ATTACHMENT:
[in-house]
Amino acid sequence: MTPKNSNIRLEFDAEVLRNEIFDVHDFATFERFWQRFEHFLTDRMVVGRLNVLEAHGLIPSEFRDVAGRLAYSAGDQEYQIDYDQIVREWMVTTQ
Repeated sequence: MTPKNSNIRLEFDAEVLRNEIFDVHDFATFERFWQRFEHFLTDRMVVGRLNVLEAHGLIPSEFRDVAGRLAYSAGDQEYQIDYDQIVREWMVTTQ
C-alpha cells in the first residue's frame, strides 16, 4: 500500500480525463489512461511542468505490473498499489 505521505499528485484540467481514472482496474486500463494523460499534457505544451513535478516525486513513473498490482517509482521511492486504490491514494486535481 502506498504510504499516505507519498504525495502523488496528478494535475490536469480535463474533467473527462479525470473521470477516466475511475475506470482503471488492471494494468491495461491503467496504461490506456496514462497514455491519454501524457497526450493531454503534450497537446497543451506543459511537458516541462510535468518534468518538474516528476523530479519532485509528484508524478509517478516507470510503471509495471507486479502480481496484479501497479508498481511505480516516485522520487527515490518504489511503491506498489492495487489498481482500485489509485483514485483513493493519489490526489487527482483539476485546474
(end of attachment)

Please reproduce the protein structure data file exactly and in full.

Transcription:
[in-house]
Amino acid sequence: MTPKNSNIRLEFDAEVLRNEIFDVHDFATFERFWQRFEHFLTDRMVVGRLNVLEAHGLIPSEFRDVAGRLAYSAGDQEYQIDYDQIVREWMVTTQ
Repeated sequence: MTPKNSNIRLEFDAEVLRNEIFDVHDFATFERFWQRFEHFLTDRMVVGRLNVLEAHGLIPSEFRDVAGRLAYSAGDQEYQIDYDQIVREWMVTTQ
C-alpha cells in the first residue's frame, strides 16, 4: 500500500480525463489512461511542468505490473498499489 505521505499528485484540467481514472482496474486500463494523460499534457505544451513535478516525486513513473498490482517509482521511492486504490491514494486535481 502506498504510504499516505507519498504525495502523488496528478494535475490536469480535463474533467473527462479525470473521470477516466475511475475506470482503471488492471494494468491495461491503467496504461490506456496514462497514455491519454501524457497526450493531454503534450497537446497543451506543459511537458516541462510535468518534468518538474516528476523530479519532485509528484508524478509517478516507470510503471509495471507486479502480481496484479501497479508498481511505480516516485522520487527515490518504489511503491506498489492495487489498481482500485489509485483514485483513493493519489490526489487527482483539476485546474